|Ryukyu Islands (Okinawa Prefecture, Amami Islands of Kagoshima Prefecture)|
Map of Ryukyuan languages
The Ryukyuan languages (? Ry?ky?-goha, also ?, Ry?ky?-shogo or , Shima kutuba, lit. Island Speech) are the indigenous languages of the Ryukyu Islands, the southernmost part of the Japanese archipelago. Along with the Japanese language, they make up the Japonic language family. The languages are not mutually intelligible with each other. It is not known how many speakers of these languages remain, but language shift towards the use of Standard Japanese and dialects like Okinawan Japanese has resulted in these languages becoming endangered; UNESCO labels four of the languages "definitely endangered" and two others "severely endangered".
Phonologically, the Ryukyuan languages have some cross-linguistically unusual features. Southern Ryukyuan languages have a number of syllabic consonants, including unvoiced syllabic fricatives (e.g. ?gami Miyako /kss/ [ks:] 'breast'). Glottalized consonants are common (e.g. Yuwan Amami /?ma/ [?ma] "horse"). Some Ryukyuan languages have phonemic central vowels, e.g. Yuwan Amami /k/ "tree". Ikema Miyako has a voiceless nasal phoneme /n?/. Many Ryukyuan languages, like Standard Japanese and most Japanese dialects, have contrastive pitch accent.
Ryukyuan languages are generally SOV, dependent-marking, modifier-head, nominative-accusative languages, like the Japanese language. Adjectives are generally bound morphemes, occurring either with noun compounding or using verbalization. Many Ryukyuan languages mark both nominatives and genitives with the same marker. This marker has the unusual feature of changing form depending on an animacy hierarchy. The Ryukyuan languages have topic and focus markers, which may take different forms depending on the sentential context. Ryukyuan also preserves a special verbal inflection for clauses with focus markers--this unusual feature was also found in Old Japanese, but lost in Modern Japanese.
The Ryukyuan languages belong to the Japonic language family, related to the Japanese language. The Ryukyuan languages are not mutually intelligible with Japanese--in fact, they are not even mutually intelligible with each other--and thus may be considered separate languages. However, for socio-political and ideological reasons, they have often classified within Japan as dialects of Japanese. Since the beginning of World War II, most mainland Japanese have regarded the Ryukyuan languages as a dialect or group of dialects of Japanese. During World War II, in an effort to build consciousness in people as subjects of the Japanese Empire, not only the Ryukyuan group, but also Korean, Palauan and various other languages were referred to as dialects of Japanese.
The Okinawan language is only 71% lexically similar to, or cognate with, standard Tokyo Japanese. Even the southernmost Japanese dialect (Kagoshima dialect) is only 72% cognate with the northernmost Ryukyuan language (Amami). The Kagoshima dialect of Japanese, however, is 80% lexically similar to Standard Japanese. There is general agreement among linguistics experts that Ryukyuan varieties can be divided into six languages, conservatively, with dialects unique to islands within each group also sometimes considered languages.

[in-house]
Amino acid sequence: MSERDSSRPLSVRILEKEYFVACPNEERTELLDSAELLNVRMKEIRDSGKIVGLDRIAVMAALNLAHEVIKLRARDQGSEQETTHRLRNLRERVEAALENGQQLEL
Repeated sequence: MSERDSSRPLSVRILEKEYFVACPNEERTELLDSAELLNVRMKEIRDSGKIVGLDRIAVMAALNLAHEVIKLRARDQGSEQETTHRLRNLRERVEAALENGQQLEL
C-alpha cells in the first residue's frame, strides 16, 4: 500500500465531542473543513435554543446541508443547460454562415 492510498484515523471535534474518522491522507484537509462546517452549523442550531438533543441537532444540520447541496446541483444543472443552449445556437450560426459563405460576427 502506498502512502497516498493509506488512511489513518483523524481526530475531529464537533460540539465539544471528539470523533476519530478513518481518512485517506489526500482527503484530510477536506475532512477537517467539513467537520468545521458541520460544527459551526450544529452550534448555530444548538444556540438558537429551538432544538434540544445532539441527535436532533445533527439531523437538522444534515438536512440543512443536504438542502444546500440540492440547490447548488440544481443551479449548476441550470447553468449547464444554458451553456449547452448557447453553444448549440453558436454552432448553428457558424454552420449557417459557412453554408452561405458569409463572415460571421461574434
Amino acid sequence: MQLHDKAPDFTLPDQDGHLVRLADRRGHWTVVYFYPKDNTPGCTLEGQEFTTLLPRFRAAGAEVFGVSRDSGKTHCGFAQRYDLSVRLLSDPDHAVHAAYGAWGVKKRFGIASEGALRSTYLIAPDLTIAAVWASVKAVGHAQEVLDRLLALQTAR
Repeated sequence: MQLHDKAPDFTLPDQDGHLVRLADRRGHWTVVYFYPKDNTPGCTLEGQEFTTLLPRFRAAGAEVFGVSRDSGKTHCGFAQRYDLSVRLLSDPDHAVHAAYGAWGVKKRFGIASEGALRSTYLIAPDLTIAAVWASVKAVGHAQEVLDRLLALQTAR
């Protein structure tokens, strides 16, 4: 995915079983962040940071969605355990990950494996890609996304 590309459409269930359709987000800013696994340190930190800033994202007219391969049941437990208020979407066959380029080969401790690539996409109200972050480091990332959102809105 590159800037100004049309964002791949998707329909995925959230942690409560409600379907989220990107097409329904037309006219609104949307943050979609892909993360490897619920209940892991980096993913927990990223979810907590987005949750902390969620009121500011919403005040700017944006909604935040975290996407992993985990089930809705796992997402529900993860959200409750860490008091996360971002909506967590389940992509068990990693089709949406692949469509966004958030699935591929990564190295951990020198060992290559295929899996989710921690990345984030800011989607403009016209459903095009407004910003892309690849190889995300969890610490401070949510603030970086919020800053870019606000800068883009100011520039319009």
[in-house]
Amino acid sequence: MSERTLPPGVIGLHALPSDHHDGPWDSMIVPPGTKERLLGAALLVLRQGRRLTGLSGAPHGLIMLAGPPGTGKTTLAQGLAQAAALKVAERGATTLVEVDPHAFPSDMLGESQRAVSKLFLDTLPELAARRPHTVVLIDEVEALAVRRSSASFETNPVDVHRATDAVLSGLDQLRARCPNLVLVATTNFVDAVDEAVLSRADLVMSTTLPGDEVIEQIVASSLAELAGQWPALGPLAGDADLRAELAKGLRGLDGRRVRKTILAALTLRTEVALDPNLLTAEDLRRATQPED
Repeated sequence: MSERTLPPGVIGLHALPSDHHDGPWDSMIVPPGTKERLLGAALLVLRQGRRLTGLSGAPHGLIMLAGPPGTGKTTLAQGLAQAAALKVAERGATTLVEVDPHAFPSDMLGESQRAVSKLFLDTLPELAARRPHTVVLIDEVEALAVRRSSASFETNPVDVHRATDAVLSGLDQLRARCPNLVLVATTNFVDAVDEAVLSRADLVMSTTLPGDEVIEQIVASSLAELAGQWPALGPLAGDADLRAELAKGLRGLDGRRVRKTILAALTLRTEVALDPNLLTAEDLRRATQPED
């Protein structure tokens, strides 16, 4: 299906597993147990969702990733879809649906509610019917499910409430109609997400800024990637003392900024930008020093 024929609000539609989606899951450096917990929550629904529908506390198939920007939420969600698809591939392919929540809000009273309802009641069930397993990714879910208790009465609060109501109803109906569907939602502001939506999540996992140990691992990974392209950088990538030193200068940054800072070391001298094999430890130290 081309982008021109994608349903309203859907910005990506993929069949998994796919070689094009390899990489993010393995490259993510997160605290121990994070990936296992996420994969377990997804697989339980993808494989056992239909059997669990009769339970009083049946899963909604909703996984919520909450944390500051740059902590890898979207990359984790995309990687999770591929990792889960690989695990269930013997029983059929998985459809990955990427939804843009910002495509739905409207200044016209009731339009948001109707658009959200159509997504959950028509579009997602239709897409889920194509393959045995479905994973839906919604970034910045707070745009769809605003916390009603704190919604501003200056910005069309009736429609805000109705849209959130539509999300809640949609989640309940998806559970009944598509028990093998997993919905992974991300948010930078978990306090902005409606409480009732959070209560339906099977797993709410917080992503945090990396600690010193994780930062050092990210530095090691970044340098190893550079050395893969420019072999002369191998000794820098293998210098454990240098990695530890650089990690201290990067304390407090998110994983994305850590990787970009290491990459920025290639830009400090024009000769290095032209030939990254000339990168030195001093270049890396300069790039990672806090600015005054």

A widely accepted hypothesis among linguists categorizes the Ryukyuan languages into two groups, Northern Ryukyuan (Amami-Okinawa) and Southern Ryukyuan (Miyako-Yaeyama). Many speakers of the Amami, Miyako, Yaeyama and Yonaguni languages may also be familiar with Okinawan since Okinawan has the most speakers and once acted as the regional standard. Speakers of Yonaguni are also likely to know the Yaeyama language due to its proximity. Since Amami, Miyako, Yaeyama, and Yonaguni are less urbanised than the Okinawan mainland, their languages are not declining as quickly as that of Okinawa proper, and some children continue to be brought up in these languages. In Okinawa proper, a dialect of standard Japanese known as Okinawan Japanese (? Uchin? Yamatuguchi) has developed.
|Language||Local name||Geographic distribution||Speakers||Standard dialect||ISO 639-3|
|Amami||Amami ?shima and surrounding minor islands||12,000||Naze||ams, ryn|
|Kunigami||Northern Okinawa Island (Yanbaru region), and surrounding minor islands||5,000||Largest community is Nago||xug|
|Okinawan||Central and southern Okinawa Island and surrounding minor islands||980,000||Traditionally Shuri, modern Naha||ryu|
|Yaeyama||Yaeyama Islands (except Yonaguni)||47,600||Ishigaki||rys|
Each Ryukyuan language is generally unintelligible to others in the same family. There is wide diversity among them. For example, Yonaguni has only three vowels, whereas varieties of Amami may have up to seven, excluding length distinctions. The table below illustrates the different phrases used in each language for "thank you" and "welcome", with standard Japanese provided for comparison.
There is no census data for the Ryukyuan languages, and the number of speakers is unknown. As of 2005, the total population of the Ryukyu region was 1,452,288, but fluent speakers are restricted to the older generation, generally in their 50s or older, and thus the true number of Ryukyuan speakers should be much lower.
Starting in the 1890s, the Japanese government began to suppress the Ryukyuan languages as part of their policy of forced assimilation in the islands.